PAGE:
In celebration of The Bias List’s fifth year anniversary, I’ve embarked on my most ambitious project yet. After years of hemming and hawing, I’ve finally ranked what I consider to be the best 100 songs in K-pop.
There will never be a definitive list of this nature, because it’s impossible to rank something that’s inherently subjective. Please feel welcome to agree, disagree, argue and justify, but at the end of the day know that this list is personal. If we happen to share a similar taste in music, it may match closely to your own list. If not, I hope you enjoy reading (and discussing) anyway!
Links to old reviews will be provided when applicable, though those ratings may be somewhat out of date.
60. TVXQ – Why (Keep Your Head Down) (2011)
Why is a stomping thunderclap of the classic TVXQ sound, reinvented for two performers after the group’s messy reconfiguration. Its hair-raising vocal riffs and impish, sinister rap wouldn’t work in lesser hands, but Yunho and Changmin bring home the song’s intensity with utter conviction.
59. Brown Eyed Girls – Abracadabra (2009)
Few girl group songs have been as enduring or influential as Abracadabra. From its new wave-inspired bridge to the instantly recognizable electro beat, it’s the group’s most iconic moment and a walloping dance track. Even after a decade, its jackhammer hook feels fresh and vital.
58. Bigbang – Haru Haru (2008)
Haru Haru is the pinnacle of Bigbang’s work with Japanese producer/DJ Daishi Dance, drawing on their hip-hop style but draping it in melodramatic pop melody. The dynamic beat and repeated piano sample give the track an immensely satisfying “tears on the dancefloor” oomph, fueled by the group’s expressive performance.
57. ATEEZ – Wonderland (2019)
Wonderland fully harnesses ATEEZ’s pirate aesthetic for a modern “hype track” reinvention of the classic sea shanty. The track offers boundless intensity and commanding vocal turns, flipping expectations by structuring its verses as rowdier and more grandiose than its droning hook. (full review)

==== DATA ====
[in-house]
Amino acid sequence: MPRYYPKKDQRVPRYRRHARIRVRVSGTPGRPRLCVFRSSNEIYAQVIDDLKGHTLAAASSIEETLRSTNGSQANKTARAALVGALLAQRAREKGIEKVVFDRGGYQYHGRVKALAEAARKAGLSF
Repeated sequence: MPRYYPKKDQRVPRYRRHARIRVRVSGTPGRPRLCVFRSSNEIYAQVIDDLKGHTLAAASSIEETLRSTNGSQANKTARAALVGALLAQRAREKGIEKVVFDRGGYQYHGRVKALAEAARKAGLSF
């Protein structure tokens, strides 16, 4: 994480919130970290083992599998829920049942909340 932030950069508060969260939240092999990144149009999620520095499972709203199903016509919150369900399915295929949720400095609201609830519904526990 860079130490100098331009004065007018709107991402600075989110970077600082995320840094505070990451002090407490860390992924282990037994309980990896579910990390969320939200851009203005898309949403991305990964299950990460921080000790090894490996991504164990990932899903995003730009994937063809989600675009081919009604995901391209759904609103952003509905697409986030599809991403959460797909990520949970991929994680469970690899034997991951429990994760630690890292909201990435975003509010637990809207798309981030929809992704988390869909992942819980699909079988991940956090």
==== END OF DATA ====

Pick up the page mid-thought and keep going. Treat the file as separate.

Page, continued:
56. BTS – I Need U (2015)
I Need U was the moment when BTS fully embraced their own musical perspective. From its gorgeous harmonies to the crushing, dubstep-influenced instrumental, the song surges and crests like few others. It remains the most emotional piece of music the group has given us, paving way for a series of releases that would build from its incredible quality.
55. Seventeen – Don’t Wanna Cry (2017)
Borrowing elements from western EDM trends, Seventeen improved upon the genre with the majestic, emotional Don’t Wanna Cry. It was the first real departure from their usual funk-driven pop, and could have been a complete disaster. But, it managed to inject an incredible sense of resonance into an overly-familiar format. (full review)
54. VIXX – Error (2014)
Error stands as the most bombastic, emotive pop that VIXX ever put their name to. Each and every melodic turn sweeps in with full grandeur, lending the track a larger-than-life, almost operatic, quality without sacrificing its taut K-pop structure. It’s the culmination of many dark, high concept ideas from the group, and acts as the perfect climax to their thrilling discography.
53. B1A4 – Solo Day (2014)
Few Korean tracks have so perfectly captured the feeling of lazing at the beach, or driving around with the top down on a sunny day, as expertly as Solo Day. B1A4 have always delivered fantastic final-minute crescendos as part of their deceptively simple pop songs, but the gorgeous harmonies that close this track may be their most satisfying.
52. Akdong Musician – 200% (2014)
200% was Akdong Musician’s splash into the K-pop world, and it perfectly encompasses what’s so amazing about their quirky sound and undeniable star power. The song’s playful blend of acoustic hip-hop is unmatched, feeling as effortless as it is flawlessly crafted. It’s a genius debut, and sounds nothing like any other song within the industry.
51. Seventeen – Mansae (2015)
The explosive Mansae proved that Seventeen were here to stay. It’s a perfect collage of everything that makes the group exciting, from the charismatic, ever-changing verses to the punchy, shout-along chorus. When fans complain that they want the group to return to their debut-era sound, it’s because of pop stunners like this. (full review)